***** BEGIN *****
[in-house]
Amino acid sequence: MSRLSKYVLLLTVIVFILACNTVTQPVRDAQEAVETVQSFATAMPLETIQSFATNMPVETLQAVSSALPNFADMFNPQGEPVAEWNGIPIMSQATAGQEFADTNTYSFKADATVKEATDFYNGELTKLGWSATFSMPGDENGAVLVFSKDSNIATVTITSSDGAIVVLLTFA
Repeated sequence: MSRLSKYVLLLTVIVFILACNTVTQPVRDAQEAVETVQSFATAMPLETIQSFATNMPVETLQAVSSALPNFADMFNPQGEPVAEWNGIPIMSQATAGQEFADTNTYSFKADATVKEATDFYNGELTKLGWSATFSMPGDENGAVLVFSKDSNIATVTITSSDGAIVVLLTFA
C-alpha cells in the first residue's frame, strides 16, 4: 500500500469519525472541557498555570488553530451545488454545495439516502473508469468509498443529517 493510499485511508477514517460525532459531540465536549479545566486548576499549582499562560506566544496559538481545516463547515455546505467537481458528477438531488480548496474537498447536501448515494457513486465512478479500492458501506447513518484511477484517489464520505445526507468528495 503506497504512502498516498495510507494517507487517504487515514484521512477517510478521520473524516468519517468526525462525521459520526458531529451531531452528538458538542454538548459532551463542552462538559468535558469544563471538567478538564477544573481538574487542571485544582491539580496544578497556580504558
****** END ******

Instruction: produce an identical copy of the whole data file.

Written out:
[in-house]
Amino acid sequence: MSRLSKYVLLLTVIVFILACNTVTQPVRDAQEAVETVQSFATAMPLETIQSFATNMPVETLQAVSSALPNFADMFNPQGEPVAEWNGIPIMSQATAGQEFADTNTYSFKADATVKEATDFYNGELTKLGWSATFSMPGDENGAVLVFSKDSNIATVTITSSDGAIVVLLTFA
Repeated sequence: MSRLSKYVLLLTVIVFILACNTVTQPVRDAQEAVETVQSFATAMPLETIQSFATNMPVETLQAVSSALPNFADMFNPQGEPVAEWNGIPIMSQATAGQEFADTNTYSFKADATVKEATDFYNGELTKLGWSATFSMPGDENGAVLVFSKDSNIATVTITSSDGAIVVLLTFA
C-alpha cells in the first residue's frame, strides 16, 4: 500500500469519525472541557498555570488553530451545488454545495439516502473508469468509498443529517 493510499485511508477514517460525532459531540465536549479545566486548576499549582499562560506566544496559538481545516463547515455546505467537481458528477438531488480548496474537498447536501448515494457513486465512478479500492458501506447513518484511477484517489464520505445526507468528495 503506497504512502498516498495510507494517507487517504487515514484521512477517510478521520473524516468519517468526525462525521459520526458531529451531531452528538458538542454538548459532551463542552462538559468535558469544563471538567478538564477544573481538574487542571485544582491539580496544578497556580504558